The digital transformation of publishing: What this means for authors
In her presentation at the 31st Annual Textbook & Academic Authoring Conference in Santa Fe, NM, June Jamrich Parsons shared an overview of the publishing industry with specific focus on the market, industry profitability, publishing formats, and disruptors affecting the role of the author within this changing world of publishing.
In her summary, Parsons stated that “the market for educational products and services is large and growing.” As a result, “this market is a huge target for disruptors.”
Industry profitability has been called into question in recent years with Pearson “now in process of a three-year restructuring program” and Cengage reporting an adjusted profit (EBITDA) of $246 million (down 14%) with long-term debt of $2.24 billion after recent restructuring. The key takeaway from this and other financial reports in the industry is that “profits are down [and] authors need to adapt to changes as companies try new strategies.”
These new strategies which have “companies diversifying into information services, corporate, and other markets could be opportunities for authors”, according to Parsons. While companies are generating more revenue through digital products, “many of those products are not core content, such as textbooks. Instead, much of this content is ancillary – assessment, teacher preparation, administrative, and homework helper.”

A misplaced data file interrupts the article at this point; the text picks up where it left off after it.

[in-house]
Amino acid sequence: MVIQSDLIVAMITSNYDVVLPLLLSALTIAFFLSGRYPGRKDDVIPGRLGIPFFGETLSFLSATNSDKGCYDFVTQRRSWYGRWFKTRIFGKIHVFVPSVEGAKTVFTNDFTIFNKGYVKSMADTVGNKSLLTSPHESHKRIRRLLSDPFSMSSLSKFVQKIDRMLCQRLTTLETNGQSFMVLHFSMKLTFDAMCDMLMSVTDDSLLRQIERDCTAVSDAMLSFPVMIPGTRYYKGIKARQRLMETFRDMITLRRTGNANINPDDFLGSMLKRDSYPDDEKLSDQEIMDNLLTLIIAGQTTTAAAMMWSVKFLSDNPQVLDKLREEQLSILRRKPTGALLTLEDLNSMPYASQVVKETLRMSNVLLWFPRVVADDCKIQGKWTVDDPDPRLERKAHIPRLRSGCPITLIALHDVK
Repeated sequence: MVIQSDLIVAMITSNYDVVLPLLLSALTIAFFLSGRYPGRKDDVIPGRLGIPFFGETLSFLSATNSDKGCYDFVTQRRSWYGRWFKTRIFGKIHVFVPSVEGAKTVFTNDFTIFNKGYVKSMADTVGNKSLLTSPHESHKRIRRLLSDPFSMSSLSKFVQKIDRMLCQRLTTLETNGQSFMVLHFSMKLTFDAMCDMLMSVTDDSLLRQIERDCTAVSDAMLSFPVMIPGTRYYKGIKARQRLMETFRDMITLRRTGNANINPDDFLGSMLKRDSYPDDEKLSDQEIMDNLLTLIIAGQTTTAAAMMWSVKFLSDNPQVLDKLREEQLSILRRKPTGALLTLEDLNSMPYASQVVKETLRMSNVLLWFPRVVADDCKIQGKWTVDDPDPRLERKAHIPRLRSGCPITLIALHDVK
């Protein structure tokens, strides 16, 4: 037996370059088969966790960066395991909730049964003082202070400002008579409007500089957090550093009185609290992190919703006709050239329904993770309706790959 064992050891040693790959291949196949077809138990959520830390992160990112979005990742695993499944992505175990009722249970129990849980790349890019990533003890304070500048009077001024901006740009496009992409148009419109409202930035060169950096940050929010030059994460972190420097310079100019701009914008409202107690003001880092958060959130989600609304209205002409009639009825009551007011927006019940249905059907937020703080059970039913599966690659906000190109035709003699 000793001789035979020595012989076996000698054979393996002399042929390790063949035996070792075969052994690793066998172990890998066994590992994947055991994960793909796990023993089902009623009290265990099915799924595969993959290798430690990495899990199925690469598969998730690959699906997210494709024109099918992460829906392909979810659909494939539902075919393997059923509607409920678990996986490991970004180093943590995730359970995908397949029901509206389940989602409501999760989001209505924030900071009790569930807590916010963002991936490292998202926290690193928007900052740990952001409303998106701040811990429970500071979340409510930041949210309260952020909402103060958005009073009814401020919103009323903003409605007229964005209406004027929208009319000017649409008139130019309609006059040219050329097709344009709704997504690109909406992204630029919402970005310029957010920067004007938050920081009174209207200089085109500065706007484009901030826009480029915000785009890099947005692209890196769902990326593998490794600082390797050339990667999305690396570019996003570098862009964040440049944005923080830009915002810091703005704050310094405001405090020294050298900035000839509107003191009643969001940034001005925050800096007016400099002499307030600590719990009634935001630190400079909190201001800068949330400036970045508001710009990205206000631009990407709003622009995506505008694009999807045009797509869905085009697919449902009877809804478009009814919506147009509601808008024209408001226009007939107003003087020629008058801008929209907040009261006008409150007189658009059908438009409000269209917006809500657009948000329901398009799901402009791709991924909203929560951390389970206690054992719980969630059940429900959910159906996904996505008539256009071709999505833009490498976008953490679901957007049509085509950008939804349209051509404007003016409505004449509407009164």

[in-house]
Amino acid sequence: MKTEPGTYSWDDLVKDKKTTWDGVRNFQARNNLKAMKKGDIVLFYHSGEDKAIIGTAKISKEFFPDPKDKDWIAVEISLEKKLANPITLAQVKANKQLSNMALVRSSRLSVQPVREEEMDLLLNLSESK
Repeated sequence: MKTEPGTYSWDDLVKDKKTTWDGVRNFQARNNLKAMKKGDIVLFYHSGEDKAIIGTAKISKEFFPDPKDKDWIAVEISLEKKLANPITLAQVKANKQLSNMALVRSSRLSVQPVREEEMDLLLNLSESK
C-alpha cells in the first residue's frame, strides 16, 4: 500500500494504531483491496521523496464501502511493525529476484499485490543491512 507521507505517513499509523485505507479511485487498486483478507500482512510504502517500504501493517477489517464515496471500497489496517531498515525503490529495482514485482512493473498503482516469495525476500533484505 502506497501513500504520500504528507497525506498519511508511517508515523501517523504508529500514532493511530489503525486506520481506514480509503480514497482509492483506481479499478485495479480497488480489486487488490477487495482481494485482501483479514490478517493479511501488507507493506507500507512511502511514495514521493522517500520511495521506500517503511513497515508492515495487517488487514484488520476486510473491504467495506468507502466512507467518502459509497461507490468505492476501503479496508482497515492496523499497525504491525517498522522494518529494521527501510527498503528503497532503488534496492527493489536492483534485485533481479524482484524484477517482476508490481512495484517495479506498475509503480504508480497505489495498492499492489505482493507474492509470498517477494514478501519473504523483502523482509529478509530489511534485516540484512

Faced with industry disruptors of used books, rentals, online retailers, digital startups, inclusive access, OER, counterfeiting, pirating, and Massive Open Online Courses (MOOCs), “publishers have become the disruptors” by introducing their own competitive formats and distribution options, like Cengage Unlimited.
To be successful in this changing industry landscape, authors need to add adaptability to their skill set. According to Parsons, “publishers are likely to first turn to courseware designers, rather than authors for input” as they are faced with “consumer perception that in the Information Age, information should be cheap if not free.” As a result, “authors may need to gear up for edtech projects that are unlikely to be royalty bearing.”
The complete presentation is available to members in the TAA Presentations on Demand library. Join us in Philadelphia June 14-15 for the 32nd Annual Textbook & Academic Authoring Conference and Parsons’ update in “The Textbook Report 2019”.